Monthly Archive for: ‘April, 2013’
Program 7 — San Francisco Ballet Performance
April 13, 2013
There were three separate ballets on Program 7. The first was called Criss-Cross, choreographed by Helgi Thomasson. This is a celebration of beauty and grace, superbly performed by the San Francisco Ballet dancers. It is lively and energetic. The first section is done against the music of Domenico Scarlatti, arranged by Charles Avison, and the latter part is done to the music of Arnold Schoenberg, taking off on George Frederic Handel. You don’t have to think too much for this one. It is visually interesting and the mood is upbeat. The highlight for me were the two male-female duets. The first was beautifully romantic and elegantly performed. The second one in the latter half of the performance was more somber, almost languid. The choreographer seemed to be listening to the music when he composed this. The dance was well suited to the musical score, which is something I like to see. It is a solid, enjoyable, well-executed performance that does not challenge too much.
The second ballet was Francesca da Rimini, choreographed by Yuri Possokhov. This was my favorite of the three. The set, lighting, special effects, costumes and choreography are interesting and imaginative. The dancing fits well with the music, which gives a feeling of solidity and stability. This one is supposed to have a minimal story line, although this staging is not concerned over much with telling a story. It is actually dominated by a duet which is done to powerful effect. It contrasts with the duets in the previous ballet in that this duet is much less romantic. It is sensual, even lurid. One does not get any sense of an illicit affair in this performance, which is the original story line. Supposedly Francesca falls in love with Paolo, the younger brother of her husband, Gianciotto, who is supposed to be ugly and crippled. The tall, robust dancer who plays Gianciotto, Vito Mazzeo, doesn’t exactly fit that description. He does discover the lovers and murders them, true to the original script, but then Possokhov gives it a twist, which I think is a great improvement. Instead of the adulterous couple being consigned to Hell, as in Dante’s Inferno, Gianciotto, the jealous murderer is dragged off to Hell. I like Possokhov’s conception better and congratulate him on his modification of the story.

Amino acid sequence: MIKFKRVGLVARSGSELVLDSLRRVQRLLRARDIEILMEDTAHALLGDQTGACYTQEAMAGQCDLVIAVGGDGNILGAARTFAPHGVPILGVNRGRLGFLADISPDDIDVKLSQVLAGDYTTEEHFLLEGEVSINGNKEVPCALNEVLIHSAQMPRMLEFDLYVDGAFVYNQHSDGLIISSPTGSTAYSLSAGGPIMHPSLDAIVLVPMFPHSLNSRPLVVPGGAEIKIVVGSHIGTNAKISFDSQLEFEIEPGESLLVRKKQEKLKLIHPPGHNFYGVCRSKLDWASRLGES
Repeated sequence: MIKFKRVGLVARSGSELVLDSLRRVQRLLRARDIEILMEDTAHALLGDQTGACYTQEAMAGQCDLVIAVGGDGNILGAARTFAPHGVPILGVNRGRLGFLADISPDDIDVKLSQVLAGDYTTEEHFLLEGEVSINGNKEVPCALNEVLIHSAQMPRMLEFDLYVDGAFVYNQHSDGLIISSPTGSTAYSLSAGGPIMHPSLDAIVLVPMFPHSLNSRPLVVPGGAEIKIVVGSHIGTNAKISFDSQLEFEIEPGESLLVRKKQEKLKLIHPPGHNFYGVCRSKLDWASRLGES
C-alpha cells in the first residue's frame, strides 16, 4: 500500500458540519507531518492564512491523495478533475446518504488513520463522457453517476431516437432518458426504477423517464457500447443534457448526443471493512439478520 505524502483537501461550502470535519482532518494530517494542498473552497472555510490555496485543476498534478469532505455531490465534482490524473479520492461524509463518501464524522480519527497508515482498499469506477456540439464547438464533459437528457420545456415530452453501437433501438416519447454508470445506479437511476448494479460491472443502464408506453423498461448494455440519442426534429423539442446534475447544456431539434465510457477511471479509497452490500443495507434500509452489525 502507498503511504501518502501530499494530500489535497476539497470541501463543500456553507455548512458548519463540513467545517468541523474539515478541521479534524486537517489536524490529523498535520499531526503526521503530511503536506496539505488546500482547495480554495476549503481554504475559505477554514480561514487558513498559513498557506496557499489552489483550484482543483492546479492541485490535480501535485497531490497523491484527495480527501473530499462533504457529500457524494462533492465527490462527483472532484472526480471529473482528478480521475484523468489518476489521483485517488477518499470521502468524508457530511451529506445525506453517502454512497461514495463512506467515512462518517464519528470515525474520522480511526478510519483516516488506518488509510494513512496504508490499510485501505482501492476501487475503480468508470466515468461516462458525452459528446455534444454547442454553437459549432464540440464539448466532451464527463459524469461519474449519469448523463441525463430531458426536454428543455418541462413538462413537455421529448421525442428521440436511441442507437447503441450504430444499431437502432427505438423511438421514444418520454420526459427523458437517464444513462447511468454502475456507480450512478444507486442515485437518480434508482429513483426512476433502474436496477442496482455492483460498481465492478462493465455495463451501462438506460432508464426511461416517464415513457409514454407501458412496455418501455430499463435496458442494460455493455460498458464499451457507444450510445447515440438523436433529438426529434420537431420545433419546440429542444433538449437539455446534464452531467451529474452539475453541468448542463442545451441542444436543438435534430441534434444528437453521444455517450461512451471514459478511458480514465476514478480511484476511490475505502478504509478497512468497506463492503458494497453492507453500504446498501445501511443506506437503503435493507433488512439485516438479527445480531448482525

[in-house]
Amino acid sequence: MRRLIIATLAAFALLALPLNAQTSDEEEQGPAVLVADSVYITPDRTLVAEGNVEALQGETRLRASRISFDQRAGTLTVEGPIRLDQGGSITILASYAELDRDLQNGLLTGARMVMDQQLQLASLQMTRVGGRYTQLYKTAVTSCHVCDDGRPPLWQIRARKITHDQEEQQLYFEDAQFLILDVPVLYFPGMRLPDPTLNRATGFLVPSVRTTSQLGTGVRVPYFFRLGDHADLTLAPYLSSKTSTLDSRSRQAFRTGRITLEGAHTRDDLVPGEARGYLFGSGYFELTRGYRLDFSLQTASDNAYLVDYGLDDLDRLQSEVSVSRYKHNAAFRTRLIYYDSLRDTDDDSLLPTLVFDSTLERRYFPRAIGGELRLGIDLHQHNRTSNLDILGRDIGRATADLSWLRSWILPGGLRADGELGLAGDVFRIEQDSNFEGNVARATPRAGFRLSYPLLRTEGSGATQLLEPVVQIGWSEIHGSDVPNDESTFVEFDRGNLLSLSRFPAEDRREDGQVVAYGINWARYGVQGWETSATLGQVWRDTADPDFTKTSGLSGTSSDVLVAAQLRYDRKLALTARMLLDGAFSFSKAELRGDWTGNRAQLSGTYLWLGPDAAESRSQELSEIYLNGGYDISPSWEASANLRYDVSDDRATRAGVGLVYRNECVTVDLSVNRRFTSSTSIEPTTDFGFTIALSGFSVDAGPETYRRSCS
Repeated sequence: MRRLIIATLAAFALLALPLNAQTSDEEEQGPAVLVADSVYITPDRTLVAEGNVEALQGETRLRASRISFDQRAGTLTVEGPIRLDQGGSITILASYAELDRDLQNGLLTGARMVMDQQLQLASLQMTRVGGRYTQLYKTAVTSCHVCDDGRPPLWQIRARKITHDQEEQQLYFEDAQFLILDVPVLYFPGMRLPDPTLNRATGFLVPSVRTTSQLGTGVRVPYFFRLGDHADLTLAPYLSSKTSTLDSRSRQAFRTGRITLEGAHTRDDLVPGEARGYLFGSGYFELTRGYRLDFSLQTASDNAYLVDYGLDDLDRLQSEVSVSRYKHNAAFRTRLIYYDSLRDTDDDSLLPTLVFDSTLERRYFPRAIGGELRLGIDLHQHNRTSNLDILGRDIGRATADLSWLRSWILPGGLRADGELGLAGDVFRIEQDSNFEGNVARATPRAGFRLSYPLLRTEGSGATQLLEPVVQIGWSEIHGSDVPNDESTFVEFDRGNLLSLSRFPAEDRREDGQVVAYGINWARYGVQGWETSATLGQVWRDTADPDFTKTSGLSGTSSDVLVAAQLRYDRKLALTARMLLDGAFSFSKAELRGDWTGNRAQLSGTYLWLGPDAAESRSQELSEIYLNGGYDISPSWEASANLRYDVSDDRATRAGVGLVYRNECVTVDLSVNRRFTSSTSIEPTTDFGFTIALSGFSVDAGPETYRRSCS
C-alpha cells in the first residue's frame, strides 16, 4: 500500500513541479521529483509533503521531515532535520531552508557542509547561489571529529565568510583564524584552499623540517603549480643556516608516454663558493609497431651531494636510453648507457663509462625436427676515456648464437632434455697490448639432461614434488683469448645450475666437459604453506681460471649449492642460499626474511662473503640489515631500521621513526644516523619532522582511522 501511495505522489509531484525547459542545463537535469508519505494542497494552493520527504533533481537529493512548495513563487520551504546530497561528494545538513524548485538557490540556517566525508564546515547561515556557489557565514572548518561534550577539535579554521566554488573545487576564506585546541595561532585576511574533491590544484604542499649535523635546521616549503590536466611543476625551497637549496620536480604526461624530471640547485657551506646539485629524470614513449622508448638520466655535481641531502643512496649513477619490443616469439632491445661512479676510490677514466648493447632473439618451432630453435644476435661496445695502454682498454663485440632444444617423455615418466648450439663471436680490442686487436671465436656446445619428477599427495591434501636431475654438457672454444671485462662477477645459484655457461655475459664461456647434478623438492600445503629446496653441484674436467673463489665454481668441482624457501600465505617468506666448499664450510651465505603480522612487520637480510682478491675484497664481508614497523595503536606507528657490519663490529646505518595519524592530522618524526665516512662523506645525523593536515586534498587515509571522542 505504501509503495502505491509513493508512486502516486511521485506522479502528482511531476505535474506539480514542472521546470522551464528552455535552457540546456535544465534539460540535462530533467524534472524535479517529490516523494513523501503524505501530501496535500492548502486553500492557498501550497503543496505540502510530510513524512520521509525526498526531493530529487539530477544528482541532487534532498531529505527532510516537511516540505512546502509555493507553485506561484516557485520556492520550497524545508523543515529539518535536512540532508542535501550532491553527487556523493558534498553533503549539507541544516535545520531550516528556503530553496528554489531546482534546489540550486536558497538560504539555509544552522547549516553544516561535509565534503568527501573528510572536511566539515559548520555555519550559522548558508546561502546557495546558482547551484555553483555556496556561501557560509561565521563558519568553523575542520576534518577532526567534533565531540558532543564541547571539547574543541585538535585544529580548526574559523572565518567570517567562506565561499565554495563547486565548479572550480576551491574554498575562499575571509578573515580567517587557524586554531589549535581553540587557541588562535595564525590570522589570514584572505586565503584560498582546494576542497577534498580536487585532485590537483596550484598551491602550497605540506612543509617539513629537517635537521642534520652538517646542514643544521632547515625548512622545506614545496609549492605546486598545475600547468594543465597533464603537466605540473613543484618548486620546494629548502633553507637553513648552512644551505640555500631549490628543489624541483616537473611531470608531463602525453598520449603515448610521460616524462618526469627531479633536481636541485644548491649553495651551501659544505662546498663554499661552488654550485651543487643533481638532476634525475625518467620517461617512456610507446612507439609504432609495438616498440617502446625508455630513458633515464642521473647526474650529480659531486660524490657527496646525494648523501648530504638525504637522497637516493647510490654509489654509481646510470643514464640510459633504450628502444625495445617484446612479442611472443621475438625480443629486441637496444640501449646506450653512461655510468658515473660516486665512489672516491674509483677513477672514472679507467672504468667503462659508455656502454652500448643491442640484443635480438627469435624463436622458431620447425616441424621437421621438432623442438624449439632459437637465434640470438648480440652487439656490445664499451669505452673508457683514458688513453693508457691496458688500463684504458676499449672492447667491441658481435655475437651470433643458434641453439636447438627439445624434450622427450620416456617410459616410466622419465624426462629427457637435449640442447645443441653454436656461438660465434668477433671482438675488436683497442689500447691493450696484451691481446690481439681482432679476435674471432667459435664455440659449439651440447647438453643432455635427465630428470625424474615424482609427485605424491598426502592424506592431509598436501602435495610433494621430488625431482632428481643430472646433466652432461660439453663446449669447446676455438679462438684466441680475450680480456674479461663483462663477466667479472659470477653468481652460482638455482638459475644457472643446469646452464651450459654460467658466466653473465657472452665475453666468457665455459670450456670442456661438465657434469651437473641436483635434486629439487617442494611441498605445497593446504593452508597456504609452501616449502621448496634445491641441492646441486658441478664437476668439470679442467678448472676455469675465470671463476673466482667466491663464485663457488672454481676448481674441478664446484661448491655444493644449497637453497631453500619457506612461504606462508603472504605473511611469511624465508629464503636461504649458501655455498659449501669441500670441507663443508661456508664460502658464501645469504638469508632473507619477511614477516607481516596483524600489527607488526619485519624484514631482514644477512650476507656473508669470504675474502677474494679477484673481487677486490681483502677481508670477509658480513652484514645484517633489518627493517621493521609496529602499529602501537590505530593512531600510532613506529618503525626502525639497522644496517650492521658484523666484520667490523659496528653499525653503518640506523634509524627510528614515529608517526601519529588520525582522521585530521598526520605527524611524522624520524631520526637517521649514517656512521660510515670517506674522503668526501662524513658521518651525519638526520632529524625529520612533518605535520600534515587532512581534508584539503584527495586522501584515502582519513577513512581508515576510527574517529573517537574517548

The Symphony in Three Movements by Igor Stravinsky rounds out the program. It is choreographed by George Balanchine. It is imaginatively done, with lots of visual activity and interesting configurations that blend and morph in interesting ways. This is one where the dance does not well reflect the mood and temper of the underlying music. There is a lot of distress in this music, but the choreography seems oblivious to it. The choreographer seemed to have his own agenda and he wasn’t going to let the music get in the way of it. The dancing is generally more positive and energetic than the music. This one is interesting to watch. It has complexity and many different elements that work together smoothly. It is well thought out from the point of view of the choreography, but it was clearly not conceived from the music as the starting point. I had the sense that the dancers like doing this one. I could feel a vigor and enthusiasm from them that seemed inspired by the work itself. This seems to be one they would choose to do themselves.
Generally an enjoyable, stimulating performance with lots of visual interest, imaginative staging, good positive energy and first rate dancing by the San Francisco Ballet dancers.